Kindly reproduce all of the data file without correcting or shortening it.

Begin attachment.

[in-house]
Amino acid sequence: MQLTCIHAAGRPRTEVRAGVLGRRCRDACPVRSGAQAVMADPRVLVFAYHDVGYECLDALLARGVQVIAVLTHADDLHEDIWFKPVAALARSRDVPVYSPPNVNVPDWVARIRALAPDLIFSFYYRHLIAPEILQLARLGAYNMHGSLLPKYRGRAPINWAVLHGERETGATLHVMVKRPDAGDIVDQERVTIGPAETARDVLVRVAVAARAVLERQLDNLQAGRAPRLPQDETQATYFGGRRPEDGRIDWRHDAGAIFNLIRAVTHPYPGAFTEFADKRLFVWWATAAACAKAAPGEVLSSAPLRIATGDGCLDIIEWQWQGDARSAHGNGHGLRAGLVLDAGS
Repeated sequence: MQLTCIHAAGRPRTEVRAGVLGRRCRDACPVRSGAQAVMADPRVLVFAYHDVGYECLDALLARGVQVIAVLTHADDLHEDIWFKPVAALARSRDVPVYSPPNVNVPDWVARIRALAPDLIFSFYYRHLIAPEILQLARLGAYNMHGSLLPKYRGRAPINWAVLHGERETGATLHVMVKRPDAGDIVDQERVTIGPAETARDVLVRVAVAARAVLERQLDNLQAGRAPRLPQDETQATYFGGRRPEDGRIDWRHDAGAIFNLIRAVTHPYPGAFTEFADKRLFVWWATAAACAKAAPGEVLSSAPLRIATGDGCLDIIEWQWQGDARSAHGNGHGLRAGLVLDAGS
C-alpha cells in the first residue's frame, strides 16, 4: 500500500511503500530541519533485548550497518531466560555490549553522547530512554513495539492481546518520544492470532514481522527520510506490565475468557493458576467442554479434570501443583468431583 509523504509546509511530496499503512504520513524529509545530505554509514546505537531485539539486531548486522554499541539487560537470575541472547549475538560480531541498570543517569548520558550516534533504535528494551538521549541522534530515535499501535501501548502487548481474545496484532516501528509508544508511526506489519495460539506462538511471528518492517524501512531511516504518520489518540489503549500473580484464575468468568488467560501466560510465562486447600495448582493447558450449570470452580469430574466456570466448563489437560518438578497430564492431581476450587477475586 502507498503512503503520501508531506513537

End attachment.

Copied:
[in-house]
Amino acid sequence: MQLTCIHAAGRPRTEVRAGVLGRRCRDACPVRSGAQAVMADPRVLVFAYHDVGYECLDALLARGVQVIAVLTHADDLHEDIWFKPVAALARSRDVPVYSPPNVNVPDWVARIRALAPDLIFSFYYRHLIAPEILQLARLGAYNMHGSLLPKYRGRAPINWAVLHGERETGATLHVMVKRPDAGDIVDQERVTIGPAETARDVLVRVAVAARAVLERQLDNLQAGRAPRLPQDETQATYFGGRRPEDGRIDWRHDAGAIFNLIRAVTHPYPGAFTEFADKRLFVWWATAAACAKAAPGEVLSSAPLRIATGDGCLDIIEWQWQGDARSAHGNGHGLRAGLVLDAGS
Repeated sequence: MQLTCIHAAGRPRTEVRAGVLGRRCRDACPVRSGAQAVMADPRVLVFAYHDVGYECLDALLARGVQVIAVLTHADDLHEDIWFKPVAALARSRDVPVYSPPNVNVPDWVARIRALAPDLIFSFYYRHLIAPEILQLARLGAYNMHGSLLPKYRGRAPINWAVLHGERETGATLHVMVKRPDAGDIVDQERVTIGPAETARDVLVRVAVAARAVLERQLDNLQAGRAPRLPQDETQATYFGGRRPEDGRIDWRHDAGAIFNLIRAVTHPYPGAFTEFADKRLFVWWATAAACAKAAPGEVLSSAPLRIATGDGCLDIIEWQWQGDARSAHGNGHGLRAGLVLDAGS
C-alpha cells in the first residue's frame, strides 16, 4: 500500500511503500530541519533485548550497518531466560555490549553522547530512554513495539492481546518520544492470532514481522527520510506490565475468557493458576467442554479434570501443583468431583 509523504509546509511530496499503512504520513524529509545530505554509514546505537531485539539486531548486522554499541539487560537470575541472547549475538560480531541498570543517569548520558550516534533504535528494551538521549541522534530515535499501535501501548502487548481474545496484532516501528509508544508511526506489519495460539506462538511471528518492517524501512531511516504518520489518540489503549500473580484464575468468568488467560501466560510465562486447600495448582493447558450449570470452580469430574466456570466448563489437560518438578497430564492431581476450587477475586 502507498503512503503520501508531506513537